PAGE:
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Cyberbullying is the act of intimidating another person via the Internet.
This can take such forms as of sending threatening e-mail, harassing individuals in an online forum, or posting embarrassing photos or comments on a social networking site.
Cyberbullying is most commonly associated with children and teens; however, anyone can be the target of cyberbullying. Cyberbullying can involve threats, spreading hate speech, disseminating rumors, stalking, or anything else meant to belittle or intimidate someone.
Frequently Asked Questions
Are there protections against cyberbullying?
Depending on the extent of the cyberbullying, it may or may not be a violation of your local or regional laws. Some forms of mild cyberbullying may be protected by freedom of speech laws; however, more severe forms, specifically those that involve threats or harassing messages, typically fall under more traditional stalking or harassment laws. Cyberbullying that targets specific groups of individuals may also fall under hate crime laws.
Many schools and youth organizations have developed their own guidelines for prohibiting and dealing with cyberbullying. Unfortunately, schools aren’t always the best at identifying cyberbullying, and many victims prefer not to discuss it with others, particularly adults.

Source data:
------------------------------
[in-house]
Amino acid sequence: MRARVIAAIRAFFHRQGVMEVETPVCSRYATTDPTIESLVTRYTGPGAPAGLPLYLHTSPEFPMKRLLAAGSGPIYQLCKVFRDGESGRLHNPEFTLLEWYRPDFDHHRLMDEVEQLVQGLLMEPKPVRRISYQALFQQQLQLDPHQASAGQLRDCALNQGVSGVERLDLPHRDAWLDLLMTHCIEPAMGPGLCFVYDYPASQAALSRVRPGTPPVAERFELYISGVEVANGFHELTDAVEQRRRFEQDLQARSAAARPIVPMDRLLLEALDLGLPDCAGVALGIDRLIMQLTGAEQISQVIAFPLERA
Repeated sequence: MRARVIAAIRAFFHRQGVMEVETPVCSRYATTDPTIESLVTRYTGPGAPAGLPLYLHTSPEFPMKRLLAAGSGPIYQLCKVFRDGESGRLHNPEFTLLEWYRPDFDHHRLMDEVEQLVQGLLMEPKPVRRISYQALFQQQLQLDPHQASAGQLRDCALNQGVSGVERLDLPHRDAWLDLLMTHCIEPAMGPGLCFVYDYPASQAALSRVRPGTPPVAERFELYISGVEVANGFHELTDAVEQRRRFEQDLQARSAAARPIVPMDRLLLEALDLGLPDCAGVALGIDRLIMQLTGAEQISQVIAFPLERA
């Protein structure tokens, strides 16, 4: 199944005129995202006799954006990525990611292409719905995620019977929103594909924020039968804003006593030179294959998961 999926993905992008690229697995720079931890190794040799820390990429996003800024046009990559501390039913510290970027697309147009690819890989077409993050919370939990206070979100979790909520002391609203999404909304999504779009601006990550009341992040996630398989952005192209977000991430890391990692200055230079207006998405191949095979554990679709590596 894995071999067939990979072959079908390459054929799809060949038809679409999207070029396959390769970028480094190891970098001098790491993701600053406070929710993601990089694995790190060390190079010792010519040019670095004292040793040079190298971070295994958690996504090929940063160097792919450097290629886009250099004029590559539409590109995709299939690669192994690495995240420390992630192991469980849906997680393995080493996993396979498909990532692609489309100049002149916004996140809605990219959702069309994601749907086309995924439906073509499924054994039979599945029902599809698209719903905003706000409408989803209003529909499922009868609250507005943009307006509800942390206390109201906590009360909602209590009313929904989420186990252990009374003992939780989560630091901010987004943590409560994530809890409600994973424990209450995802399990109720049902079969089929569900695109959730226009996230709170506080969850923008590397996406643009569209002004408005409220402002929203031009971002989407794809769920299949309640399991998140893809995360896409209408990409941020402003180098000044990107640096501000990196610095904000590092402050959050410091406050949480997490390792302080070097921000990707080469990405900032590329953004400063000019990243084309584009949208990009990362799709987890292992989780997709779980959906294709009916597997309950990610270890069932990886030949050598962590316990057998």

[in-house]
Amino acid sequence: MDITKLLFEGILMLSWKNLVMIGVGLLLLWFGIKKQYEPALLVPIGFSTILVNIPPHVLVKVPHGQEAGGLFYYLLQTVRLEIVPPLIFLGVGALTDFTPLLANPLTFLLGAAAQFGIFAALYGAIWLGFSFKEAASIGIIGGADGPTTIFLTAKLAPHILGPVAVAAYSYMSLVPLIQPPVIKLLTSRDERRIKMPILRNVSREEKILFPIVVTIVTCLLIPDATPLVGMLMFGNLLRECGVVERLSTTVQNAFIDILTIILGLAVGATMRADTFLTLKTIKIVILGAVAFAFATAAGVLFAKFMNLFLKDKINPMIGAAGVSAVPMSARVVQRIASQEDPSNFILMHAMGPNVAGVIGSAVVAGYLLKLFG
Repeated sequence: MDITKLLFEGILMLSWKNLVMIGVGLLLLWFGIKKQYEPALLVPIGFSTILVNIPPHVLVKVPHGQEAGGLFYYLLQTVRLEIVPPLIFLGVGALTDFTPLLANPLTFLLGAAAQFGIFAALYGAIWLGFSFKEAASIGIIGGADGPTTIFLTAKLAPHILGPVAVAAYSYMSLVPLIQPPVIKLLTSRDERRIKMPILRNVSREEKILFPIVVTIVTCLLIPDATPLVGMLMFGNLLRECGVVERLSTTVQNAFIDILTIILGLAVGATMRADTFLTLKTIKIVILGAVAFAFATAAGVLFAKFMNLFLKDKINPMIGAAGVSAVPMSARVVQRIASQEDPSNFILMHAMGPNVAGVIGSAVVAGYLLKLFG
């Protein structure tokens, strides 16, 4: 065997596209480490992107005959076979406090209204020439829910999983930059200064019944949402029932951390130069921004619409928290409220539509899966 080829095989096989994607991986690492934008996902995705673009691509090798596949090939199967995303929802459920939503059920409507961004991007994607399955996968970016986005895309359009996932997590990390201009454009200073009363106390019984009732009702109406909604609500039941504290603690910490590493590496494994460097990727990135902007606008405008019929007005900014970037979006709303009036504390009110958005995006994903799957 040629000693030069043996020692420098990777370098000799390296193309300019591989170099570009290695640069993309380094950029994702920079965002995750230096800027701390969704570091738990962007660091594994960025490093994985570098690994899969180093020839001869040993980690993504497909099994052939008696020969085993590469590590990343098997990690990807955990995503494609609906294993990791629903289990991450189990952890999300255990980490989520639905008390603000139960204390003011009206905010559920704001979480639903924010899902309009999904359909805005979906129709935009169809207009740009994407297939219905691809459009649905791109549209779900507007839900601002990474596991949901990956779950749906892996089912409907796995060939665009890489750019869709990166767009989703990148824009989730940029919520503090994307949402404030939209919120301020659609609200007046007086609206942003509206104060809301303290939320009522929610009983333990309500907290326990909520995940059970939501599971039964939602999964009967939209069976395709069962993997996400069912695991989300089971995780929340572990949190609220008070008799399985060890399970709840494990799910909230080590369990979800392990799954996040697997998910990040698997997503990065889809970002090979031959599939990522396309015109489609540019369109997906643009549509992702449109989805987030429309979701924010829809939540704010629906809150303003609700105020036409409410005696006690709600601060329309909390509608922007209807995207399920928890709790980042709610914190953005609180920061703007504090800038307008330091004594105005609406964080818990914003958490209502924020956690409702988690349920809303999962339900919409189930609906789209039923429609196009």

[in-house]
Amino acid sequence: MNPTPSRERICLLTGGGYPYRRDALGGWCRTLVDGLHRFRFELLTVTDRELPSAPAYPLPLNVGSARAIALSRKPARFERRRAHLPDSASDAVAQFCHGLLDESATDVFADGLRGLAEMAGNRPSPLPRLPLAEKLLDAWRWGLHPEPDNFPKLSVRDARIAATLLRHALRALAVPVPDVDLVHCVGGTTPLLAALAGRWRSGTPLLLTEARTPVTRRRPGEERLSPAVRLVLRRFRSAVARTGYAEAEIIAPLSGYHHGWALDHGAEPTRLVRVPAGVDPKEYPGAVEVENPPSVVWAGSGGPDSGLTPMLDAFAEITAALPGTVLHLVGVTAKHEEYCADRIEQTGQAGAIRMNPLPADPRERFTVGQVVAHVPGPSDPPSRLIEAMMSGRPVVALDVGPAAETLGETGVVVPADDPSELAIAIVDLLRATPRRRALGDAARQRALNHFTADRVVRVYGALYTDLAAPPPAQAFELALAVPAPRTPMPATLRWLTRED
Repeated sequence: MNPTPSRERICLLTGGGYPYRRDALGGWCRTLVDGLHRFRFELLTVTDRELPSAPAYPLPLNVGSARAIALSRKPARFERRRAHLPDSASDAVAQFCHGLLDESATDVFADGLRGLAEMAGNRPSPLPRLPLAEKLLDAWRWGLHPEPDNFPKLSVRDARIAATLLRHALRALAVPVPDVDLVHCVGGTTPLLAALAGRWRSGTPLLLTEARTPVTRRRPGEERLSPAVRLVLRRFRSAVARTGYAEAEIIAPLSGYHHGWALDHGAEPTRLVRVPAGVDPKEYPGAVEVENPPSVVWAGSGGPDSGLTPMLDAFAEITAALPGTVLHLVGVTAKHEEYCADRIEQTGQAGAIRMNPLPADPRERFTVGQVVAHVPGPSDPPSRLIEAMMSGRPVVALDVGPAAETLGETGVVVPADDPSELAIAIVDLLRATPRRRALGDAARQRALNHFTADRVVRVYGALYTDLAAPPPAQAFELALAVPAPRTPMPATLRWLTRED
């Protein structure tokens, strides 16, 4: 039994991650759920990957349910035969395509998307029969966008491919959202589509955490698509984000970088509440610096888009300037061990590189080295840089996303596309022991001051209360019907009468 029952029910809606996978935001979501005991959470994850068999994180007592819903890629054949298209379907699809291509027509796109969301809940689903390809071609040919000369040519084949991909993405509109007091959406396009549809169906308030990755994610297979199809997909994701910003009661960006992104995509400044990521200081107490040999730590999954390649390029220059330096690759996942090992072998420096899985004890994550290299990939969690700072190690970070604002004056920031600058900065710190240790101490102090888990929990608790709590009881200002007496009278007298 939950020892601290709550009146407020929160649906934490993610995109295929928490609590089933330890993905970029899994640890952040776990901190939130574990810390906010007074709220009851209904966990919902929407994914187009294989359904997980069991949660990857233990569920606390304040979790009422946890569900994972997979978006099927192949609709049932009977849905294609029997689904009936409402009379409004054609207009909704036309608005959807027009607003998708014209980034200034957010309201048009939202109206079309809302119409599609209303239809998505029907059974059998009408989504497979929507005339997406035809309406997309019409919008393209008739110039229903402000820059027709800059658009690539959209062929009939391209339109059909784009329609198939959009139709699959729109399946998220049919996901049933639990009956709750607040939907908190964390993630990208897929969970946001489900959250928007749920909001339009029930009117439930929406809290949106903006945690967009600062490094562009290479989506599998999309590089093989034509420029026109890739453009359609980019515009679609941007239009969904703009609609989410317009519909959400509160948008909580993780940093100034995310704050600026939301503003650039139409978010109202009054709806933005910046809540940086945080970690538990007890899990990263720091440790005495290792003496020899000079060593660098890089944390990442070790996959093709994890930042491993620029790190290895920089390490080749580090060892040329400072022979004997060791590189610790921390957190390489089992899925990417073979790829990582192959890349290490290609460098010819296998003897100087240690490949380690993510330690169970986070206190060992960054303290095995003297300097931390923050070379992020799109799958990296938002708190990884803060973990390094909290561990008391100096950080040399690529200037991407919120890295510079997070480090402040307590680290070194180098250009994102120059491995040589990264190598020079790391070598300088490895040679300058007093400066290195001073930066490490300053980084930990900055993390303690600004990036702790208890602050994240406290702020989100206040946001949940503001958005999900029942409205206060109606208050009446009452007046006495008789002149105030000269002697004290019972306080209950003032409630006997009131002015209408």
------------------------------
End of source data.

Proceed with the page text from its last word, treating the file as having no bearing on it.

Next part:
For adults, some forms of cyberbullying may fall under an employers’ workplace Internet policy, and such behaviors targeted at another employee could be grounds for discipline or even termination. Much like children, many adults are hesitant to report online bullying; however, when reported online threats or online stalking can be grounds for prosecution.
How can I protect my kids from cyberbullying?
The most important thing you can do is talk to your kids about cyberbullying. Make sure they understand what sort of behaviors and messages are acceptable, and which ones cross the line into offensive, upsetting, and even dangerous. Many parents request the passwords for their children’s online accounts, so they can periodically monitor the type of activities their children are involved in online. Others prefer to simply “friend” their children on social media, and monitor interactions in that way. For more information about protecting your children online, see our Safety Tips for Parents.
Is cyberbullying any worse than traditional bullying?
Many argue that cyberbullying can be worse, because it targets individuals in a personal and very public way. While a traditionally bully may pick on you in the hall, in sight of a few dozen other students, or spread a vicious rumor one person at a time, the Internet allows messages to spread to entire communities within seconds. What’s worse, cyberbullying takes away the safety most children feel at home. Now a bully can reach you anywhere at any time.
Cyberbullying is also much harder to detect and police, since no physical contact is required. Additionally, online bullying may come in the form of anonymous messages, making it much harder to identify the bully and, some argue, making more difficult for the victim, since the harmful message may have come from anyone they know.